A: My responsibilities include overseeing all aspects of the functions and operations of the school district–the same tasks that are expected of the sitting superintendent. I am particularly passionate about focusing on decisions that are in the best interest of students, as well as understanding and valuing who our students are and what they bring to us when they step into our schools.
Q: What are you most optimistic about for our students?
A: Our students live in a disruptive and rapidly changing world! The pandemic disrupted the traditional classroom setting and pushed students to engage and learn in new and different ways. For example, they are learning time management and becoming independent learners. I believe that this is an opportunity to break down the classroom walls and provide more choices for our students to learn from anywhere and at any time.
Q: How do you stay positive during these challenging times?
A: I am optimistic and have faith that the pandemic too shall pass! I strongly believe that each child/student has the potential to succeed. Working on their behalf brings out the best in all of us.
Q: Do you have a message you would like to give our community?
A: I thank the community partners for their commitment and generosity to the children and youth attending our schools. They are the future of tomorrow so we must support them in their journey to adulthood. We are grateful for your support.
Heather Harrison, Bilingual Family Tech Support Specialist at SVUSD
Thanks to a generous grant from the Sonoma Valley Catalyst Fund, we have been able to help the school district provide a family technology support helpline so families can receive personalized assistance with their Chromebooks, hotspots, and more. We spoke with Heather Harrison, the new bilingual technician, about how this program is making an impact.
Q: Tell us a little about yourself and your history with the school district.
A: I moved to Sonoma at a young age, and attended El Verano, Altimira, and SVHS. After graduating from UC Santa Barbara, I studied and lived in Chile for three years. Later I received my bilingual teacher’s credential from SSU.
I first started working for SVUSD in 2015, first as an instructional assistant, and later as a library media specialist. The new family technical support position is a perfect opportunity for me to continue supporting students and families during distance learning and beyond.
Q: What are some of the ways you've helped students already?
A: I help students understand it is normal to feel frustrated and upset when experiencing technical problems with their devices. I also give them simple steps to resolve some technical problems on their own, which gives students a sense of empowerment and independence.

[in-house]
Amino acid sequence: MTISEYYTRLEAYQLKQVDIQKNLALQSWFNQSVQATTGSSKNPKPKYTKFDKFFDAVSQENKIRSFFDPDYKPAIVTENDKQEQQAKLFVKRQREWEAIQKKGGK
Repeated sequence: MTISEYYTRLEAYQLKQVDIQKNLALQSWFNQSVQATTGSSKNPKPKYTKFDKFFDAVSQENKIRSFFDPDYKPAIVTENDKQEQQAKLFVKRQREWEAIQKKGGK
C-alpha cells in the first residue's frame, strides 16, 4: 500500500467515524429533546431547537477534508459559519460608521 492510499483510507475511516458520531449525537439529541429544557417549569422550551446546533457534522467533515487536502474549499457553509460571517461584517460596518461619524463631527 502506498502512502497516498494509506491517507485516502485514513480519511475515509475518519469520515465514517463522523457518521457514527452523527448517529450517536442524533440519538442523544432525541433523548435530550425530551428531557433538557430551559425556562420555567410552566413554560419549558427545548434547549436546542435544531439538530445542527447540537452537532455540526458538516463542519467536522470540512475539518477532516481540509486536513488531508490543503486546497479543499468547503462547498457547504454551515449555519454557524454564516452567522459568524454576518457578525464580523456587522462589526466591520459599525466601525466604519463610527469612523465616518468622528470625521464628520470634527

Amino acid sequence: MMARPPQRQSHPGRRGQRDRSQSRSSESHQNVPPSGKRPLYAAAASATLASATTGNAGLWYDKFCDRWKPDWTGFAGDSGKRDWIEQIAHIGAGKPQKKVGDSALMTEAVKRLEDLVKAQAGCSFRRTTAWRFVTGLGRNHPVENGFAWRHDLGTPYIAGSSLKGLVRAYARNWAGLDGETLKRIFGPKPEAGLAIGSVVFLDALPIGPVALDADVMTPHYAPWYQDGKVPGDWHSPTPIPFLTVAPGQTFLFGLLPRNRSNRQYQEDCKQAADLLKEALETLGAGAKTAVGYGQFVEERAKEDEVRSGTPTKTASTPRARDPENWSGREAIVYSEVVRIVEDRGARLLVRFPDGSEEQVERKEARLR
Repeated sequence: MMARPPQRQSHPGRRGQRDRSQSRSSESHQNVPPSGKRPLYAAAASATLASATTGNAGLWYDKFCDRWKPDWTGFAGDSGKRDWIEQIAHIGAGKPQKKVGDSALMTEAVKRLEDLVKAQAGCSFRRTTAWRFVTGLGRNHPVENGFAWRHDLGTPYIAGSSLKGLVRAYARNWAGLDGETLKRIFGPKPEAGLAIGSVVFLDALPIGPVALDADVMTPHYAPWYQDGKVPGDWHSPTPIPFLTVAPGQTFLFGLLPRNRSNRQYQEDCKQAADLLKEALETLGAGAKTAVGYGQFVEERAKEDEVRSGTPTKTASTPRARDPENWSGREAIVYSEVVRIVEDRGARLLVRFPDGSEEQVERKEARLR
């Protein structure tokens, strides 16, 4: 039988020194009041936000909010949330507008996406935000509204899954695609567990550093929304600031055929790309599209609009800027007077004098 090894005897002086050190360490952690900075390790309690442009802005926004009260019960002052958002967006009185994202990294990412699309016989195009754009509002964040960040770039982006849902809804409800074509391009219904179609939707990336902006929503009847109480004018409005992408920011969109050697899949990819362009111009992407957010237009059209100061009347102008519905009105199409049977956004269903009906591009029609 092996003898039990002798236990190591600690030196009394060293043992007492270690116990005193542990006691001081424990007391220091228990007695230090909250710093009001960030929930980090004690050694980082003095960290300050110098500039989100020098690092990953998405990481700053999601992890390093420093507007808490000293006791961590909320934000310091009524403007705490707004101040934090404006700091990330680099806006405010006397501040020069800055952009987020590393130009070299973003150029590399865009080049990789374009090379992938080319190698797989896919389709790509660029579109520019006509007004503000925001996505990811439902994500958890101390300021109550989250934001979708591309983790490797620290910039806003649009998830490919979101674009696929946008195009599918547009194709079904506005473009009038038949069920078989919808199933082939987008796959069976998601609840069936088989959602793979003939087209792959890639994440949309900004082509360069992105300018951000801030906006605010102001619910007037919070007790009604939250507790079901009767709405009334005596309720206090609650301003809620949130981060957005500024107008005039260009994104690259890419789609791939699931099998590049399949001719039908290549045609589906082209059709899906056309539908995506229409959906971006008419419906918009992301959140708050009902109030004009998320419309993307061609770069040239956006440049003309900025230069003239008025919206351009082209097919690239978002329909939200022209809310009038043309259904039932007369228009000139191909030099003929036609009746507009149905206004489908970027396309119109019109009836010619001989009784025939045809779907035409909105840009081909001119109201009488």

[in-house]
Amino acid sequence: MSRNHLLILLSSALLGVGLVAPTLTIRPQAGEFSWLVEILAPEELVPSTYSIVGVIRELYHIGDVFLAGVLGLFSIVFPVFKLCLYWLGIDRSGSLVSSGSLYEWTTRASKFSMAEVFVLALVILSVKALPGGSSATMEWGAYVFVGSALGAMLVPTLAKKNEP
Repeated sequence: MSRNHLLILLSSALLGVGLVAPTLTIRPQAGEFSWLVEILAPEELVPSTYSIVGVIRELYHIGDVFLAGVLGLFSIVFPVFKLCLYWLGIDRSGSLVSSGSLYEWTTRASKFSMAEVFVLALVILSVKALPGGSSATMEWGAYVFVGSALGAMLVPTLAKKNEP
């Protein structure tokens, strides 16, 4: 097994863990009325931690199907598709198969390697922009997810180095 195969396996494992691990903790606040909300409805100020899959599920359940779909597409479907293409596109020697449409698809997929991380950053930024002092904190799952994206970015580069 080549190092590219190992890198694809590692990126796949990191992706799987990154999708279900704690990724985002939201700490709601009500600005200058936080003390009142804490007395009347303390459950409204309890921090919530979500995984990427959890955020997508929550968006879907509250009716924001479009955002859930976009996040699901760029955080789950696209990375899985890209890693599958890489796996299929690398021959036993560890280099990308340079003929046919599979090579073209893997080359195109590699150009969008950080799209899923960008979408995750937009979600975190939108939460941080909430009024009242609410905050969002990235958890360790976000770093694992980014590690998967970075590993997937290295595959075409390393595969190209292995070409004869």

Q: What do you hope to do for/with students in this role?
A: Technology is ever changing and there is always something new to learn everyday. My hope is to help students and families build confidence and give them tools they can use when common technical issues arise.
Q: How can parents and students contact you if they need help?
A: Please call our hotline at (707) 385-9408, or email email@example.com.
Click here to read Anna Pier's Q & A with Angela: https://tinyurl.com/y6clyc97
For the past 10 years, Readers' Books has held a holiday book drive asking their customers to buy new children's books and donate them back to children in the community. This year, Sonoma Valley elementary school students will be a recipient of your book donations.
This is a terrific opportunity to support not only local students, but also one of our beloved local businesses during the pandemic.
Through your donations, teachers at our five elementary schools, serving students in TK through 5th grade, will receive read-aloud books to share with their students during distance learning. The teachers have created a great book list, including both English and Spanish-language books, focusing on diverse populations. You can see the book list below.
It’s easy to participate! Shop in person or online at Readers' Books (on the Sonoma Plaza) (www.readersbooks.com) and tell them you’d like to donate a brand new book to your local elementary school. Or you can donate funds directly through the Sonoma Valley Education Foundation website (www.svgreatschools.org) and we will apply 100% of your donation to purchasing these read-aloud books for our students.
As always, thank you for your incredible support of our Sonoma Valley students!
TEACHERS' BOOK LIST
Our hard-working PTO parent volunteers want you to know that PTOs are still active during this pandemic, working behind the scenes and looking for your support. Sonoma Valley Education Foundation is proud to support our PTOs this year with $500 matching grant opportunities to aid their fundraising efforts!
Last week, PTO volunteer representatives (pictured below) from every school in Sonoma Valley came together to share their challenges, their projects, their ideas, to collaborate and support each other.